Andrew Hanson:Transferring entrepreneurship from classroom to company
hen Andrew Hanson (BS ’09) met his laboratory partner for ECE 170: Introduction to Circuits during his freshman year, he didn’t realize he was meeting his future business partner. Four years and a software start-up later, Hanson and his former classmate, Justin Beck (BS ’09), are still together working on their “crazy idea.”
When Hanson and Beck shared another class during their sophomore year, Hanson took the opportunity to talk to Beck about his internship at Google the previous summer. The two met for lunch and chatted about the gaming industry, as well as some ideas for new products. By the end of the meal, the two decided to work together on a new game, called Little Dudes, for a couple of months.
By winter break that year, the pair devised a new game called Parallel Kingdom, a multi-player online role-playing game for the Google Android and Apple iPhone. The game’s background is based on Google maps, so a player in Madison can log in and wander the digital streets of the city, interacting with other players who also are physically based in Madison. The game is open-ended and allows players to progress though levels either by being friendly or hostile toward their neighbors.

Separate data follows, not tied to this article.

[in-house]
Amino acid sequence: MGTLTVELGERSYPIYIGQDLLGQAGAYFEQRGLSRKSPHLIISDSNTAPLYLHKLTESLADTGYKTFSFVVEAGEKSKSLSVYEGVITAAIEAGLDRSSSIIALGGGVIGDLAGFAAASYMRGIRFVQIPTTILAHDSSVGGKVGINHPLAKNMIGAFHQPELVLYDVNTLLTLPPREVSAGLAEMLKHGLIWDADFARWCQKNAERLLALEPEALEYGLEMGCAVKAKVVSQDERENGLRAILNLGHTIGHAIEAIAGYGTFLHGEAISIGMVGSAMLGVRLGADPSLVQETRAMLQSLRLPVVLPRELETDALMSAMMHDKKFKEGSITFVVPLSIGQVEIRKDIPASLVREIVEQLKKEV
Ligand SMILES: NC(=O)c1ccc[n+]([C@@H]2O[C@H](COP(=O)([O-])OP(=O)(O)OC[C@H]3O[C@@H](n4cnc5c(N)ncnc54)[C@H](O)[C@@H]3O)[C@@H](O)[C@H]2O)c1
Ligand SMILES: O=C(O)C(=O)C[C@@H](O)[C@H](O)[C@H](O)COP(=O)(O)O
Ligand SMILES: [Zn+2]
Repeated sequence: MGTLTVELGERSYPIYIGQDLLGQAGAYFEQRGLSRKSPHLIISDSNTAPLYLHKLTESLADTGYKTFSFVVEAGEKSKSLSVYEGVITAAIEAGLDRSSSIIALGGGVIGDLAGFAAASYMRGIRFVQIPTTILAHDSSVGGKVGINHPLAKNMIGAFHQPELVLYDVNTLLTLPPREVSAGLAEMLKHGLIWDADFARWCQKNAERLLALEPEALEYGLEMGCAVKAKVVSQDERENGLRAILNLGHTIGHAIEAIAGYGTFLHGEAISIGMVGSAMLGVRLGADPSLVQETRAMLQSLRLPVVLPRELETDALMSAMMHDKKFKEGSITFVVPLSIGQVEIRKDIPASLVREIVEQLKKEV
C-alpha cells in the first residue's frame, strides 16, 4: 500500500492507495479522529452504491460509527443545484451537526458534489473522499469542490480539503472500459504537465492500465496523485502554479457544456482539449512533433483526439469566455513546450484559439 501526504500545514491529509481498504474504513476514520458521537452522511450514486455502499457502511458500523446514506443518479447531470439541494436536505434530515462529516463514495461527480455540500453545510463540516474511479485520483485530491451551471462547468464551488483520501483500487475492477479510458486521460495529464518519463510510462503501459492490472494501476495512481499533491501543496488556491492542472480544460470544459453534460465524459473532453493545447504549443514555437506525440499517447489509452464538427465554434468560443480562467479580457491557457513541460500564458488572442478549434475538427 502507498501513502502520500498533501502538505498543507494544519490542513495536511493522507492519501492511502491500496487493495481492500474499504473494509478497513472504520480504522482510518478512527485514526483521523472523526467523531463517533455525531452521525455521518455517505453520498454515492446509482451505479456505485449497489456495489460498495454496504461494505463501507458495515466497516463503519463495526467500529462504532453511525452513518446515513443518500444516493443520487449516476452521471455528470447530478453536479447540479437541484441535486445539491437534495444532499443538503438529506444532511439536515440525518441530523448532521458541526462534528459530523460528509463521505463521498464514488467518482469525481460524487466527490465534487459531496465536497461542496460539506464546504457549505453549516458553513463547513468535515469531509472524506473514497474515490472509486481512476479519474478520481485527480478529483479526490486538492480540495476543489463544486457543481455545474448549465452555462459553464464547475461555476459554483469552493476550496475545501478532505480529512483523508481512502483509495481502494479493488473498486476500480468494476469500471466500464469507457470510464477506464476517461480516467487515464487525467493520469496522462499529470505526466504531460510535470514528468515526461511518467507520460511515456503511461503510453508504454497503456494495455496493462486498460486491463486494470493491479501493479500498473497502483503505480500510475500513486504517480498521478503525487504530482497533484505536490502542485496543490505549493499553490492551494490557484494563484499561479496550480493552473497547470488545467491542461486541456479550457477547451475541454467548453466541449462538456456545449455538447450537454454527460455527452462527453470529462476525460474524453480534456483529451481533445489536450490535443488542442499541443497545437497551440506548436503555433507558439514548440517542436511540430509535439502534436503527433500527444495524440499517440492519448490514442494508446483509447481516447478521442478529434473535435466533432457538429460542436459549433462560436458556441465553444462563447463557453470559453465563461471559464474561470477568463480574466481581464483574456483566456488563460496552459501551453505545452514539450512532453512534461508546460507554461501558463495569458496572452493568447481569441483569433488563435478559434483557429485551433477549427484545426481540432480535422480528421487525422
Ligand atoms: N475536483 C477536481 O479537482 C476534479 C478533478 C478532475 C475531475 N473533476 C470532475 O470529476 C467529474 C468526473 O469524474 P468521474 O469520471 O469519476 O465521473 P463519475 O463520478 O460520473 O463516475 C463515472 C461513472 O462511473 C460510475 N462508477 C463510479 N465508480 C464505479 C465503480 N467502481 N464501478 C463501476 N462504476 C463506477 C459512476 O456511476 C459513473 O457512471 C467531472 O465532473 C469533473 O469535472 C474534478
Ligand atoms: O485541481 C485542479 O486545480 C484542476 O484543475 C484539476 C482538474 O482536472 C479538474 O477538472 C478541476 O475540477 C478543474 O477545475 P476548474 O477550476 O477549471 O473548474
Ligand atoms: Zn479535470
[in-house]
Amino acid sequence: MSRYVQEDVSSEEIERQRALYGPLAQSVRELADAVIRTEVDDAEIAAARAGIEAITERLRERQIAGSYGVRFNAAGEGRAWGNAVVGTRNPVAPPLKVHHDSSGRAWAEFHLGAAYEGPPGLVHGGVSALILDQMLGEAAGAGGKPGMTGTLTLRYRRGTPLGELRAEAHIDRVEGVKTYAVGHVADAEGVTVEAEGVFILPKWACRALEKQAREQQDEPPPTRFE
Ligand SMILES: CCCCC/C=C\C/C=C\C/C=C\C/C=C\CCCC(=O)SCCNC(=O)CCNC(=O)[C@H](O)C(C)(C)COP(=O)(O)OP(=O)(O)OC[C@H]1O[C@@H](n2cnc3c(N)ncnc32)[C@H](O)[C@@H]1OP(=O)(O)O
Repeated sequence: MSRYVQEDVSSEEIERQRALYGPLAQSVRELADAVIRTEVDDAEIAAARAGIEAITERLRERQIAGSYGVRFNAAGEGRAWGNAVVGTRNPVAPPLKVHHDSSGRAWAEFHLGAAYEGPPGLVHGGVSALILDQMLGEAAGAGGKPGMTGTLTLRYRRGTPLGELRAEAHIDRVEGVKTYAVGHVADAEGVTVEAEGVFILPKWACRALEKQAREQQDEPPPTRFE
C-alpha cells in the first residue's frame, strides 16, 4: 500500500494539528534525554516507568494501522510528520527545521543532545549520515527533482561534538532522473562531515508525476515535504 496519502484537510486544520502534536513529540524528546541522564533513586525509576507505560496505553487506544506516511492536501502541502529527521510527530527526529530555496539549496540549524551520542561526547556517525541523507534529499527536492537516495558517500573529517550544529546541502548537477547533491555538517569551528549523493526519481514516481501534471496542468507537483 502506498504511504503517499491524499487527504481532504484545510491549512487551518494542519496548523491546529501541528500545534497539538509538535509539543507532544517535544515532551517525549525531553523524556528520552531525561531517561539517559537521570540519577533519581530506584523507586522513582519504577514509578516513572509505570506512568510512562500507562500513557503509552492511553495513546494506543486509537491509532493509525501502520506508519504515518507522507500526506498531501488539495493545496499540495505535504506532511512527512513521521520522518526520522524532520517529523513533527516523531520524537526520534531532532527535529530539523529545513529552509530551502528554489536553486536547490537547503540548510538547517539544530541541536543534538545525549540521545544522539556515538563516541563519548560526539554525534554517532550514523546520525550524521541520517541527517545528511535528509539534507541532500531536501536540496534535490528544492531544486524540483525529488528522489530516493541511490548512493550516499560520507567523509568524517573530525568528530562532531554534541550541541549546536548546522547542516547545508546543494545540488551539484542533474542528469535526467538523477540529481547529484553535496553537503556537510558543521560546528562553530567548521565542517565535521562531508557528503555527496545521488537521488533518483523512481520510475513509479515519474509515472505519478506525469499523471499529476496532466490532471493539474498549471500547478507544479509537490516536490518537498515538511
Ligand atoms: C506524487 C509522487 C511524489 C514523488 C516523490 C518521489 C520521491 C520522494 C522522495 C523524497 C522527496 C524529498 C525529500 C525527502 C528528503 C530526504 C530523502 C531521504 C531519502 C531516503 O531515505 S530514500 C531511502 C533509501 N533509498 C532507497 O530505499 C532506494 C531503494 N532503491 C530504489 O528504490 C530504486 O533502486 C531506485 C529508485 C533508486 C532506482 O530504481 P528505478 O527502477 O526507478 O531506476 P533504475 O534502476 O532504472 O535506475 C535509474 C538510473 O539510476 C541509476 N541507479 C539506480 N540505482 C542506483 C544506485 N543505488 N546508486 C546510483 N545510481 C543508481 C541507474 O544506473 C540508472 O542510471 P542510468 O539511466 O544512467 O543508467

In order to market Parallel Kingdom, Hanson and Beck founded PerBlue in summer 2008. After graduating in 2009, they worked at the company full-time and eventually hired seven others, most of who are also recent UW-Madison alumni. Parallel Kingdom currently has more than 100,000 user accounts. Many players are located on the West Coast and in Japan, and the number of European players is also growing.
“Justin and I both enjoy this a lot because it’s our own thing,” says Hanson. “In hindsight, I can see how much free time I would have had in college if we hadn’t done this, but I’m glad I spent that time working on Parallel Kingdom.”
Hanson says he and his colleagues are open to the possibility of eventually selling PerBlue to another software company, but for now they are happy running the company themselves. Either way, Hanson has acquired a strong set of entrepreneurial skills that he credits both to his experiences at PerBlue and as an ECE and computer sciences student.
In addition to Parallel Kingdom, Hanson, a native of Rochester, Minnesota, was active with student organizations while on campus. He worked on the hybrid vehicle team and was very committed to the UW-Madison IEEE robotics team software group. “It was fun to see something you were writing go out and actually move,” he says.
Those experiences combined with his classes taught Hanson how to work with a team to solve problems—skills he says have carried over to PerBlue. Additionally, Hanson advises other students interested in entrepreneurship to be willing to learn about and tackle many different roles, from engineering to accounting to management.
And, of course, befriending a lab partner never hurts.